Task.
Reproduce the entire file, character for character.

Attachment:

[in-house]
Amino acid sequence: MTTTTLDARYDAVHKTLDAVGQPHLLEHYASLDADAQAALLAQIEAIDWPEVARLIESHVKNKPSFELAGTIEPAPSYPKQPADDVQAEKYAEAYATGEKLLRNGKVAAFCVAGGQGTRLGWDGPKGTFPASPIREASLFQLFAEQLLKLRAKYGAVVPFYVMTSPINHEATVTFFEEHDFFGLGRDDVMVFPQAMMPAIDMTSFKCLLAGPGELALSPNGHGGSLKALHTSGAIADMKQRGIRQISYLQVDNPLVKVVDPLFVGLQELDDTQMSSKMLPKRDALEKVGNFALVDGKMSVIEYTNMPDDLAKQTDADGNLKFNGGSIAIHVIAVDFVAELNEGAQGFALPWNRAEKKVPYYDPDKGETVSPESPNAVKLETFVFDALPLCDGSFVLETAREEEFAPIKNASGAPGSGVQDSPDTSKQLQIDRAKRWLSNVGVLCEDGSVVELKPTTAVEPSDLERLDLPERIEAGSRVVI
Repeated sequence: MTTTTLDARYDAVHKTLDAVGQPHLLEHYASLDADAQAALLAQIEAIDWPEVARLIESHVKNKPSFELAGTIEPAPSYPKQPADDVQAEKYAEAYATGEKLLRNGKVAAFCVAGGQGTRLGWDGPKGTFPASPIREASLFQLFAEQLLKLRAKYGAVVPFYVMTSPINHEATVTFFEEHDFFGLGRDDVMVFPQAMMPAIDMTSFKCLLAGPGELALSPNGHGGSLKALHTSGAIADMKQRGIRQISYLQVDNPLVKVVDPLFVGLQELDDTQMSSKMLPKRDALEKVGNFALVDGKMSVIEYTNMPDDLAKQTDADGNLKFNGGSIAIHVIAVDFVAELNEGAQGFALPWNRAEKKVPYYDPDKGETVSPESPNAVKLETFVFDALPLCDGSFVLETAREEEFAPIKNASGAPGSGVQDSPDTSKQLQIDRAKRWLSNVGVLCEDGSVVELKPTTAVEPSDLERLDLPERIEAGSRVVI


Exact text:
[in-house]
Amino acid sequence: MTTTTLDARYDAVHKTLDAVGQPHLLEHYASLDADAQAALLAQIEAIDWPEVARLIESHVKNKPSFELAGTIEPAPSYPKQPADDVQAEKYAEAYATGEKLLRNGKVAAFCVAGGQGTRLGWDGPKGTFPASPIREASLFQLFAEQLLKLRAKYGAVVPFYVMTSPINHEATVTFFEEHDFFGLGRDDVMVFPQAMMPAIDMTSFKCLLAGPGELALSPNGHGGSLKALHTSGAIADMKQRGIRQISYLQVDNPLVKVVDPLFVGLQELDDTQMSSKMLPKRDALEKVGNFALVDGKMSVIEYTNMPDDLAKQTDADGNLKFNGGSIAIHVIAVDFVAELNEGAQGFALPWNRAEKKVPYYDPDKGETVSPESPNAVKLETFVFDALPLCDGSFVLETAREEEFAPIKNASGAPGSGVQDSPDTSKQLQIDRAKRWLSNVGVLCEDGSVVELKPTTAVEPSDLERLDLPERIEAGSRVVI
Repeated sequence: MTTTTLDARYDAVHKTLDAVGQPHLLEHYASLDADAQAALLAQIEAIDWPEVARLIESHVKNKPSFELAGTIEPAPSYPKQPADDVQAEKYAEAYATGEKLLRNGKVAAFCVAGGQGTRLGWDGPKGTFPASPIREASLFQLFAEQLLKLRAKYGAVVPFYVMTSPINHEATVTFFEEHDFFGLGRDDVMVFPQAMMPAIDMTSFKCLLAGPGELALSPNGHGGSLKALHTSGAIADMKQRGIRQISYLQVDNPLVKVVDPLFVGLQELDDTQMSSKMLPKRDALEKVGNFALVDGKMSVIEYTNMPDDLAKQTDADGNLKFNGGSIAIHVIAVDFVAELNEGAQGFALPWNRAEKKVPYYDPDKGETVSPESPNAVKLETFVFDALPLCDGSFVLETAREEEFAPIKNASGAPGSGVQDSPDTSKQLQIDRAKRWLSNVGVLCEDGSVVELKPTTAVEPSDLERLDLPERIEAGSRVVI